#### Comparing Crystal Oscillators with GPS

In part 1 and part 2 of this series, we saw that crystal oscillators and GPS receivers both have strengths and weaknesses as frequency standards.

Now, let’s compare them to understand how they differ, and how they complement each other. But first…

A slight detour: Allan Deviation

Allan Deviation (or ADEV) is a statistic that’s almost universally used in the time and frequency measurement world. It’s very handy for understanding the stability of clocks^{[1]}or oscillators; we tend to think of them as the same thing because in a single graph it can span from very short to very long measurement intervals, and from very small to very large amounts of instability, or noise.^{[2]}That huge range is mainly because ADEV plots are almost always log/log, or logarthimic, in both axes. It turns out that’s the best match for typical clock performance curves. I’ll be using it a lot because ADEV allows us to compare the overall performance of multiple clocks at a glance.

In short, ADEV is a measurement of how much any two measurements of a clock made X seconds apart are likely to vary. The measurement interval is on the horizontal axis, and the likely measurement variation at any interval is shown on the vertical axis. The vertical axis value is a ratio of frequency error to nominal frequency, similar to parts per million and usually expressed in scientific notation.

Shorthand for the measurement interval is the Greek character **tau**. I try to avoid jargon in these posts, but “tau” is so much easier than “measurement interval” that I’ll use it frequently.

So if the line on the plot at the 10 second point on the horizontal axis intersects the 1×10^{-9} point on the vertical axis, that means that measurements taken 10 seconds apart are likely to vary by 1 part per billion, and we say that the ADEV is “1x 10^{-9 }at tau 10 seconds.”. I published a blog post that introduces ADEV in a bit more detail.

#### Now, back to business…

We’ll use the ADEV statistic to look at the performance of a good quality GPS module, a u-blox NEO-M8T receiver (shown in the blue trace below), and the output of an inexpensive surplus OCXO from eBay, an Isotemp OCXO130-131 (the violet trace), over a three day period:

First, look at the GPS trace (blue). The slope of that line is -1 — when you increase the interval between measurements by a factor of 10, the expected noise in those measurements goes down by the same factor of 10. That’s very typical of GPS behavior because the absolute jitter (e.g., 10 nanoseconds) of the pulses stays almost the same regardless of how far apart the measurements are, so longer measurement intervals average that noise away and the ADEV keeps getting better and better.

Now look at the OCXO (violet). Its ADEV is almost flat from 1 second to about 1000 seconds, but then it starts to turn upward. That’s because at longer measurement interals you start to see the effects of both aging and environmental changes (e.g., the air conditioner cycling on and off).

This measurement covers a relatively short range of intervals because that range is most relevant to the performance of a GPSDO, which is what we’re ultimately talking about.

If you look at most oscillators over a wider range, from much shorter to much longer measurement intervals, they will have an ADEV curve resembles the profile of a bathtub — starting high, rolling down to a broad floor, then rolling upward again. Here’s an example of that shape:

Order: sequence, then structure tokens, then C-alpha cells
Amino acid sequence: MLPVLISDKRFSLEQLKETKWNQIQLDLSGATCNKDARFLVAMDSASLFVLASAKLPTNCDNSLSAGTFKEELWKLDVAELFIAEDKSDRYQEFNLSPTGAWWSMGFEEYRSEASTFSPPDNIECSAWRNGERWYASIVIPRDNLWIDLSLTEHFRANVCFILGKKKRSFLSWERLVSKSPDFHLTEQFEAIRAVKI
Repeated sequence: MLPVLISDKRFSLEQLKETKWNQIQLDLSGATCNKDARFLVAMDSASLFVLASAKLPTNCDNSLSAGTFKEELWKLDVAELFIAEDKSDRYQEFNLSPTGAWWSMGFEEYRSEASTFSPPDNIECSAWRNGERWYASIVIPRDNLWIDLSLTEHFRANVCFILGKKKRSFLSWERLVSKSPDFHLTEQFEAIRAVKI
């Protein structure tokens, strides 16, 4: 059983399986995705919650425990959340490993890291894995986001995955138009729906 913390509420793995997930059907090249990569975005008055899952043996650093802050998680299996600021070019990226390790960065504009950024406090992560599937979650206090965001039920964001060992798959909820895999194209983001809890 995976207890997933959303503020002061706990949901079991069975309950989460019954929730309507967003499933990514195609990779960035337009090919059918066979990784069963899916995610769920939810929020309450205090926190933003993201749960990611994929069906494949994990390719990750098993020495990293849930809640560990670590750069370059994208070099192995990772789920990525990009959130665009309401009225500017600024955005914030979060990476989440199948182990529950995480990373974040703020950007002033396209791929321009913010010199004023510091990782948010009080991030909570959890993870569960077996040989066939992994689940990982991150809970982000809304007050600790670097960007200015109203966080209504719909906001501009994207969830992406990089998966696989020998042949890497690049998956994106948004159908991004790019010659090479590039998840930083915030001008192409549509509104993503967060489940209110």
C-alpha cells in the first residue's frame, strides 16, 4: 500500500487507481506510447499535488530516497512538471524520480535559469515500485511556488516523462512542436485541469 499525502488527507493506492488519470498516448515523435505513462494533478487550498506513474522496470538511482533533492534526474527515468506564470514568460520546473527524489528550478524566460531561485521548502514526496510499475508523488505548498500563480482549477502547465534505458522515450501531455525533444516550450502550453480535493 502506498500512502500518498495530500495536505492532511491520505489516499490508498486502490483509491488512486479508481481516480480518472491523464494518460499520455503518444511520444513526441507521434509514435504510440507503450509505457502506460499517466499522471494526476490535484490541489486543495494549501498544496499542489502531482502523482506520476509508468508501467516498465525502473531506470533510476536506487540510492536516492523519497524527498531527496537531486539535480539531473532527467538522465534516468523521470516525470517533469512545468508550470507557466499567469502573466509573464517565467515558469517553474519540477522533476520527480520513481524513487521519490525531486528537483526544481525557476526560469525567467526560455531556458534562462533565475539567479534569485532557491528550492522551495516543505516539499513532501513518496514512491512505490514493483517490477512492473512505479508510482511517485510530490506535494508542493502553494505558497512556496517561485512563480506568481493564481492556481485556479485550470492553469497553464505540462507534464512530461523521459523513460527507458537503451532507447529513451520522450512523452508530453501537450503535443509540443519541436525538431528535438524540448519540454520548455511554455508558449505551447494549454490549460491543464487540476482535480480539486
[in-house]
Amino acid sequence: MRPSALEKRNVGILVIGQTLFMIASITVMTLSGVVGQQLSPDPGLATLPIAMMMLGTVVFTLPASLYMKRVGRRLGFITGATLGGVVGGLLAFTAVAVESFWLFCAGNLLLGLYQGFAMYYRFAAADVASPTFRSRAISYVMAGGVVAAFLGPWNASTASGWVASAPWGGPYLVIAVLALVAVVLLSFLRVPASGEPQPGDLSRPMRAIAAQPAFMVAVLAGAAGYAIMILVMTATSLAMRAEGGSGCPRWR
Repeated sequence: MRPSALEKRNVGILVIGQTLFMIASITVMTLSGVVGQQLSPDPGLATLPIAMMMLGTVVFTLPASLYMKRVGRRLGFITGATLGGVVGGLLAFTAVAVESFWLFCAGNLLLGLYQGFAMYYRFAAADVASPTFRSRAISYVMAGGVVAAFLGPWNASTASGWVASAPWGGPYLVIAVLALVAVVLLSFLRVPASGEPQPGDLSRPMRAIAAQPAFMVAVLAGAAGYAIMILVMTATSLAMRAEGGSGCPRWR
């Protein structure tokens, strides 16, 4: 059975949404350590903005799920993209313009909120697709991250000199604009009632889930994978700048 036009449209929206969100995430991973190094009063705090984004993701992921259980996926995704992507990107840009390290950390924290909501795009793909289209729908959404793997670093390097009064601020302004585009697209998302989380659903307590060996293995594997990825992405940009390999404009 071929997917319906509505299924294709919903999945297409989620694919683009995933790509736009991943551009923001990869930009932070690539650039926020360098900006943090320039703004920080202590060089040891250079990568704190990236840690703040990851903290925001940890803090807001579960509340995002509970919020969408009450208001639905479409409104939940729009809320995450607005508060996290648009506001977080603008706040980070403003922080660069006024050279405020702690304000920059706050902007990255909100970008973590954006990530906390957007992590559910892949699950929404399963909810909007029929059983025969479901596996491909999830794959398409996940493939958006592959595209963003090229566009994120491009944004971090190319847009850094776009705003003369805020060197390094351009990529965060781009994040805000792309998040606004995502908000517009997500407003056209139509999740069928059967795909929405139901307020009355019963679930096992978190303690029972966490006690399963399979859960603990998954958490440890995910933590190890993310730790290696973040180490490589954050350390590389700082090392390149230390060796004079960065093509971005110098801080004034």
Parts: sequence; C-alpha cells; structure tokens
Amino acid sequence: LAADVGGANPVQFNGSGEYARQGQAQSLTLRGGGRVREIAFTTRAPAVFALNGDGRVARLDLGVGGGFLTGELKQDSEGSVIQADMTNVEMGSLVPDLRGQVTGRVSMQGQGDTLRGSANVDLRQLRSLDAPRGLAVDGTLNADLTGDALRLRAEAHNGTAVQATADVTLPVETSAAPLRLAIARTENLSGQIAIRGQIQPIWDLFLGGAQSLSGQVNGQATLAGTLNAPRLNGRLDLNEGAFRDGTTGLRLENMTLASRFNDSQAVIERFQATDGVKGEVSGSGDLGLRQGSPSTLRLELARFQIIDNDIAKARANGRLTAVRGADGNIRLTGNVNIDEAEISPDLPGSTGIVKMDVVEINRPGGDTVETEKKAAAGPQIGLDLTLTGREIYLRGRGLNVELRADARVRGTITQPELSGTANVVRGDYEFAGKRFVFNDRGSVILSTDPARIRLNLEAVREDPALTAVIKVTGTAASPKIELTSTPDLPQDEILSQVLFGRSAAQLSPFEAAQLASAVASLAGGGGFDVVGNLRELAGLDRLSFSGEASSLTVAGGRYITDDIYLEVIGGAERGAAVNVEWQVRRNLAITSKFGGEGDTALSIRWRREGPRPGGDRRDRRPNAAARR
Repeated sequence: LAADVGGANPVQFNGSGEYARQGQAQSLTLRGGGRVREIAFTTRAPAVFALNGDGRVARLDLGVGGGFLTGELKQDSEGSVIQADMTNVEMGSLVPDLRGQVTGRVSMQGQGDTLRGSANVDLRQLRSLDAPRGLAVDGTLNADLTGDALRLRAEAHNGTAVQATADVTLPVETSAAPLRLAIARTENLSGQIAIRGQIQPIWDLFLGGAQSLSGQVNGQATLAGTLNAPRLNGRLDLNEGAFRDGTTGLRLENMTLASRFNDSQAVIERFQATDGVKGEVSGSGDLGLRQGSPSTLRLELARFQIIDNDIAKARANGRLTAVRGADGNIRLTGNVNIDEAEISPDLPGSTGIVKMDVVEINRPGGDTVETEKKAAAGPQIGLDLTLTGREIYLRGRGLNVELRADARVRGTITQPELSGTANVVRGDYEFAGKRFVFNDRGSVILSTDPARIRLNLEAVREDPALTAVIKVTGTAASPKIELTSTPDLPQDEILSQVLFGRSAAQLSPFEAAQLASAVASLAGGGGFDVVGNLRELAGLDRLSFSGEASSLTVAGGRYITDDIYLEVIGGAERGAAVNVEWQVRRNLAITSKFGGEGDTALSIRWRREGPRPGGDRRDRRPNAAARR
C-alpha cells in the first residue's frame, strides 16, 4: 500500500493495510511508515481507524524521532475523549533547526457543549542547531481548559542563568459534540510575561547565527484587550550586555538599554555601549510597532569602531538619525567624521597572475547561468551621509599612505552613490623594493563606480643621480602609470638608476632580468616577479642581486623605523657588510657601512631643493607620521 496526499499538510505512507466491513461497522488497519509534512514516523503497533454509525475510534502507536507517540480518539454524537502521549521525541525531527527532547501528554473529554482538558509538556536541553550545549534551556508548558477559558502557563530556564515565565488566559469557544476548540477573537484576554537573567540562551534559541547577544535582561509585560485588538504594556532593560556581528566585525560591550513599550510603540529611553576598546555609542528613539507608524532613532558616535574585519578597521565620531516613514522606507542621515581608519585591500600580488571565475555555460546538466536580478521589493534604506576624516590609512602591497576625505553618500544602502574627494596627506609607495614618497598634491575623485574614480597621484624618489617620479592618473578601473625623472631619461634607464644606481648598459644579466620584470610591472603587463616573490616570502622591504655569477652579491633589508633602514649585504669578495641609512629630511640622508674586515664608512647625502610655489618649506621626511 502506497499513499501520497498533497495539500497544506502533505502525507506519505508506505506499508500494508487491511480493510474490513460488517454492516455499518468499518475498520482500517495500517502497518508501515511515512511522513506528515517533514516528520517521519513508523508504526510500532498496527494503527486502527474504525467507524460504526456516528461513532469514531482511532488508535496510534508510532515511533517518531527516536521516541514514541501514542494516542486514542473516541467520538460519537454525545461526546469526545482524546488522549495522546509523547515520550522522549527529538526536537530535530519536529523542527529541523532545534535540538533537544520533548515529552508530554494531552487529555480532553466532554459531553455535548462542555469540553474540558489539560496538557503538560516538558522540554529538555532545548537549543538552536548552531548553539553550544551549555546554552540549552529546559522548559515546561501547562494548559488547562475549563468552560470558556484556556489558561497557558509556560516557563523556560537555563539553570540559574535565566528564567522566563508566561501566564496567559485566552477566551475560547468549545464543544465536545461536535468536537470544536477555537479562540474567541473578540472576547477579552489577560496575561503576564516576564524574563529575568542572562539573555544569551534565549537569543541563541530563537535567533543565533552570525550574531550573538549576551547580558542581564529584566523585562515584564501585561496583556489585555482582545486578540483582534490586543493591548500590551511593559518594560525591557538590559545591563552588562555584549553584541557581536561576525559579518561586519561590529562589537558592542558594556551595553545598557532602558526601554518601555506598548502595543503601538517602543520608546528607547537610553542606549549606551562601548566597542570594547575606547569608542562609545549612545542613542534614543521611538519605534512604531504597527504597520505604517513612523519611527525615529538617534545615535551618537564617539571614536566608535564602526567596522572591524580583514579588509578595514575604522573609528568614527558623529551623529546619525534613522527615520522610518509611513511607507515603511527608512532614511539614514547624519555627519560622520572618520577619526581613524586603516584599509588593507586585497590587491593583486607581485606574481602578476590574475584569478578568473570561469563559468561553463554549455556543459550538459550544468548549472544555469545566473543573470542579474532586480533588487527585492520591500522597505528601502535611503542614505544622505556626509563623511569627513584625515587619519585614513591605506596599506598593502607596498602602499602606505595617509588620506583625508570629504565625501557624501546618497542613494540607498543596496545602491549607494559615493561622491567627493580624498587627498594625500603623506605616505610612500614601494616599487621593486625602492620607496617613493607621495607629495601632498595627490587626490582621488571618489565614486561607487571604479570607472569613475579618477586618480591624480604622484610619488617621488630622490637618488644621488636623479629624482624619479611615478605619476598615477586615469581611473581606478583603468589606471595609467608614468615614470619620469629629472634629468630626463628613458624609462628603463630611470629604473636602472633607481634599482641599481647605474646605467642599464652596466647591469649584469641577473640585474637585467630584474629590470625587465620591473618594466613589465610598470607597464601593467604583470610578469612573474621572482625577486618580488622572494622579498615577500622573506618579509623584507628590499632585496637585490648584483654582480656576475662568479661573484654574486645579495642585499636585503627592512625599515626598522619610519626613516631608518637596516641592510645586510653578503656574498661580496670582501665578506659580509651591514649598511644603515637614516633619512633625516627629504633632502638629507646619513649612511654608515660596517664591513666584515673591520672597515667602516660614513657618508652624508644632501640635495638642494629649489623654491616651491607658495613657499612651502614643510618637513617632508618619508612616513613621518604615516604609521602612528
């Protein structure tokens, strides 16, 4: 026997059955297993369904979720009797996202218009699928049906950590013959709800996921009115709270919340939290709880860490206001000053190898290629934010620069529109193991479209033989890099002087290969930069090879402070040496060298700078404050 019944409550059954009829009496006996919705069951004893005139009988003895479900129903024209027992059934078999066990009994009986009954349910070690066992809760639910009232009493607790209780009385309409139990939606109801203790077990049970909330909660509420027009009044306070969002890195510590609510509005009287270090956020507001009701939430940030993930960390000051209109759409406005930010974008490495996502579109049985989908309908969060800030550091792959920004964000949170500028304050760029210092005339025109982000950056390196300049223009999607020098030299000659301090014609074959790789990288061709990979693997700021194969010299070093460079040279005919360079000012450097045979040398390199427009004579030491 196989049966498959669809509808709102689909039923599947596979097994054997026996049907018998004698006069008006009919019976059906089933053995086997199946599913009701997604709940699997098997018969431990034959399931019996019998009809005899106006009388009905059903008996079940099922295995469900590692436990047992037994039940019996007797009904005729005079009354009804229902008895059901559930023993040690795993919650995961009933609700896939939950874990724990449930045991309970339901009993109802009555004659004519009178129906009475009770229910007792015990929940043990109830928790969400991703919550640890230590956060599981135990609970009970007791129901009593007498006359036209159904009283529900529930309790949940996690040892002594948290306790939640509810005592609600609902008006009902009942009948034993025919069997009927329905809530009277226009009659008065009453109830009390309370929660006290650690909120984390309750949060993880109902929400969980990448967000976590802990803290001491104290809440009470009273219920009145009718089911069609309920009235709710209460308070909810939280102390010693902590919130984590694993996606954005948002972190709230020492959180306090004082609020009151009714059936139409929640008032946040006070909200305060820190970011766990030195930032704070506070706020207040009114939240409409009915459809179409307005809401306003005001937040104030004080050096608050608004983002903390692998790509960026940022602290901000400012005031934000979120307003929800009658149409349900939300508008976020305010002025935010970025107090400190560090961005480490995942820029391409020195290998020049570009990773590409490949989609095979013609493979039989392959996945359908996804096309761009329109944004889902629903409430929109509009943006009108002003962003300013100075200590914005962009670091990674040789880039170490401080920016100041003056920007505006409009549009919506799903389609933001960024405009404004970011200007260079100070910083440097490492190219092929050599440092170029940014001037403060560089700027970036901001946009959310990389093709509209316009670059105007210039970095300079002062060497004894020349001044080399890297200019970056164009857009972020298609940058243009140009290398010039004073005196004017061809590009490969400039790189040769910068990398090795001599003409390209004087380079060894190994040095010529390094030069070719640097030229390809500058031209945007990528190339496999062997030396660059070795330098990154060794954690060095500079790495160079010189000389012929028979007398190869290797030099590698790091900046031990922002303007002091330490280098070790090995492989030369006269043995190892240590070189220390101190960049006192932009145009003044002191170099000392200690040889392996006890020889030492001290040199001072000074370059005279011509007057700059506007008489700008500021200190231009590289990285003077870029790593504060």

This is the ADEV of an extremely high quality OCXO measured over 15 days; its overall noise is about two orders of magnitude better than the inexpensive Isotemp. But the bathtub is the typical shape for crystal oscillators; spending more money typically (a) moves the whole curve lower on the graph; and/or (b) broadens the floor of the bathtub (i.e., increases the range of optimum performance).

And some oscillators are optimized for different things. The best performance at very short intervals may be inconsistent with the best drift performance.^{[3]}This is often the tradeoff with oscillators designed for ultra low phase noise; they often exhibit increased drift and environmental sensitivity. For best results, you need to look at performance over the interval most important for your application. The ADEV plot is the best tool to do that.

So in summary, XOs usually have better stability over short intervals, but over longer periods the GPS catches up and then far exceeds it. The goal of a GPSDO is to generate an output that preserves the crystal’s short term stability while maintaining the long term stability and accuracy of the GPS signal, giving the best of both worlds.

In part 4 of this series, we’ll see how a GPSDO does that.

References

↑1 | or oscillators; we tend to think of them as the same thing |
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↑2 | That huge range is mainly because ADEV plots are almost always log/log, or logarthimic, in both axes. It turns out that’s the best match for typical clock performance curves. |

↑3 | This is often the tradeoff with oscillators designed for ultra low phase noise; they often exhibit increased drift and environmental sensitivity. |

## 3 comments

[…] of crystal oscillators, then in part 2 see how GPS can be used as a frequency standard. In part 3, I’ll compare XO and GPS performance. Finally, part 4 will put it all together to show how a […]

[…] the frequency of an oscillator. That’s what makes a GPS disciplined oscillator (GPSDO) and in part 3 of this series, we’ll look at how that’s […]

[…] seen the strengths and weaknesses of both crystal oscillators and GPS receivers, and then compared those […]